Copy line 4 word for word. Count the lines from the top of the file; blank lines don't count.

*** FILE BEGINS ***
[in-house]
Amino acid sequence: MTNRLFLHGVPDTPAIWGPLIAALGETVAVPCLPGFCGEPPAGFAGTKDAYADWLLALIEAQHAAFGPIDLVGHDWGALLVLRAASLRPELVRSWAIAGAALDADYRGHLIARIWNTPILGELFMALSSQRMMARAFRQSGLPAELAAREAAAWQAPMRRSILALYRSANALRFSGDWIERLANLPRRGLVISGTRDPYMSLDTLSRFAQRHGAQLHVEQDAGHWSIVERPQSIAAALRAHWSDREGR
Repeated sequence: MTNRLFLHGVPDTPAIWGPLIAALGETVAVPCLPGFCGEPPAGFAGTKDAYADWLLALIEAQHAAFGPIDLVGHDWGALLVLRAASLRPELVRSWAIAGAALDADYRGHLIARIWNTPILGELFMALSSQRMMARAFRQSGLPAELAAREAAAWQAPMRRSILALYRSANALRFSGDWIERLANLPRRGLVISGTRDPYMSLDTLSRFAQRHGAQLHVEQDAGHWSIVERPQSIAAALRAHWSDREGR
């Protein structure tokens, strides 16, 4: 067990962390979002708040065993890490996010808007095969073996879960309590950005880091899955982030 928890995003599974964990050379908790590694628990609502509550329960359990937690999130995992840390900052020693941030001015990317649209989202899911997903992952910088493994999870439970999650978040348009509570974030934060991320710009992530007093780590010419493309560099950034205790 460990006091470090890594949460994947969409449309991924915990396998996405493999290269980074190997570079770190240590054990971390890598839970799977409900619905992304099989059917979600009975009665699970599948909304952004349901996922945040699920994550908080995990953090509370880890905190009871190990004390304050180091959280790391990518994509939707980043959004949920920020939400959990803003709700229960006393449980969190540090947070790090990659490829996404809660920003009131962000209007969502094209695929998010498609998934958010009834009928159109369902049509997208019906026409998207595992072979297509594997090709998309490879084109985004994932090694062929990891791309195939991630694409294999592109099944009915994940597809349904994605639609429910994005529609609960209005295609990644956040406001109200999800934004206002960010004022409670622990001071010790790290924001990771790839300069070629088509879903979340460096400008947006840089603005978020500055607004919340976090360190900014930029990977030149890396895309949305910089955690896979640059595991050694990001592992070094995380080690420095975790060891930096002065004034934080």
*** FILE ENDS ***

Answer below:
């Protein structure tokens, strides 16, 4: 067990962390979002708040065993890490996010808007095969073996879960309590950005880091899955982030 928890995003599974964990050379908790590694628990609502509550329960359990937690999130995992840390900052020693941030001015990317649209989202899911997903992952910088493994999870439970999650978040348009509570974030934060991320710009992530007093780590010419493309560099950034205790 460990006091470090890594949460994947969409449309991924915990396998996405493999290269980074190997570079770190240590054990971390890598839970799977409900619905992304099989059917979600009975009665699970599948909304952004349901996922945040699920994550908080995990953090509370880890905190009871190990004390304050180091959280790391990518994509939707980043959004949920920020939400959990803003709700229960006393449980969190540090947070790090990659490829996404809660920003009131962000209007969502094209695929998010498609998934958010009834009928159109369902049509997208019906026409998207595992072979297509594997090709998309490879084109985004994932090694062929990891791309195939991630694409294999592109099944009915994940597809349904994605639609429910994005529609609960209005295609990644956040406001109200999800934004206002960010004022409670622990001071010790790290924001990771790839300069070629088509879903979340460096400008947006840089603005978020500055607004919340976090360190900014930029990977030149890396895309949305910089955690896979640059595991050694990001592992070094995380080690420095975790060891930096002065004034934080």